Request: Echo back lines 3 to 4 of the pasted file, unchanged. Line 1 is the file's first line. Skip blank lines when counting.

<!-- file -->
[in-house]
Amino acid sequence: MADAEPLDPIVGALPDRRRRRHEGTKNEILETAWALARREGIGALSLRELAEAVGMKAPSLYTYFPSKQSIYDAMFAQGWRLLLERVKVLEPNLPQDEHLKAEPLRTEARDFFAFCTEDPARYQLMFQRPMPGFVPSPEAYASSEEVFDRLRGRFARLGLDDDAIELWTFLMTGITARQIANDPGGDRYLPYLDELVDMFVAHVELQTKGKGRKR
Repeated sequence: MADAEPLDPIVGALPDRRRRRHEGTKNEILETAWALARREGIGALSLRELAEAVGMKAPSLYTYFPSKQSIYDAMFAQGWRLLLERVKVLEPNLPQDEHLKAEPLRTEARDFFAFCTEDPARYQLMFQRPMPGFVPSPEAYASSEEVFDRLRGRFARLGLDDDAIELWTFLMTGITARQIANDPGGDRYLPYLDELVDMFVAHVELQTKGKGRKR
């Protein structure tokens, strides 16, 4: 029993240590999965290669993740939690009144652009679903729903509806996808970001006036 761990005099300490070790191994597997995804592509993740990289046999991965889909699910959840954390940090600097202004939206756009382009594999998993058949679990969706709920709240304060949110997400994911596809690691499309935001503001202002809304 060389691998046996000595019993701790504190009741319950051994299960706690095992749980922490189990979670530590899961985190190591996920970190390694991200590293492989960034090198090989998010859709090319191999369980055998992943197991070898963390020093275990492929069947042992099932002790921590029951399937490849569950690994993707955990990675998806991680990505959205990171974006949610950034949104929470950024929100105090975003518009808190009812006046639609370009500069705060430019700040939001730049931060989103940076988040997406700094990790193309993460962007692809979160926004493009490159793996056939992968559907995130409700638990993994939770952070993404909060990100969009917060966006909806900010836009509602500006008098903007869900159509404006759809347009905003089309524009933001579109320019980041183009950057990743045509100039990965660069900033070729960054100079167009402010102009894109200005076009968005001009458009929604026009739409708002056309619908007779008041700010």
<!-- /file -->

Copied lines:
Repeated sequence: MADAEPLDPIVGALPDRRRRRHEGTKNEILETAWALARREGIGALSLRELAEAVGMKAPSLYTYFPSKQSIYDAMFAQGWRLLLERVKVLEPNLPQDEHLKAEPLRTEARDFFAFCTEDPARYQLMFQRPMPGFVPSPEAYASSEEVFDRLRGRFARLGLDDDAIELWTFLMTGITARQIANDPGGDRYLPYLDELVDMFVAHVELQTKGKGRKR
């Protein structure tokens, strides 16, 4: 029993240590999965290669993740939690009144652009679903729903509806996808970001006036 761990005099300490070790191994597997995804592509993740990289046999991965889909699910959840954390940090600097202004939206756009382009594999998993058949679990969706709920709240304060949110997400994911596809690691499309935001503001202002809304 060389691998046996000595019993701790504190009741319950051994299960706690095992749980922490189990979670530590899961985190190591996920970190390694991200590293492989960034090198090989998010859709090319191999369980055998992943197991070898963390020093275990492929069947042992099932002790921590029951399937490849569950690994993707955990990675998806991680990505959205990171974006949610950034949104929470950024929100105090975003518009808190009812006046639609370009500069705060430019700040939001730049931060989103940076988040997406700094990790193309993460962007692809979160926004493009490159793996056939992968559907995130409700638990993994939770952070993404909060990100969009917060966006909806900010836009509602500006008098903007869900159509404006759809347009905003089309524009933001579109320019980041183009950057990743045509100039990965660069900033070729960054100079167009402010102009894109200005076009968005001009458009929604026009739409708002056309619908007779008041700010």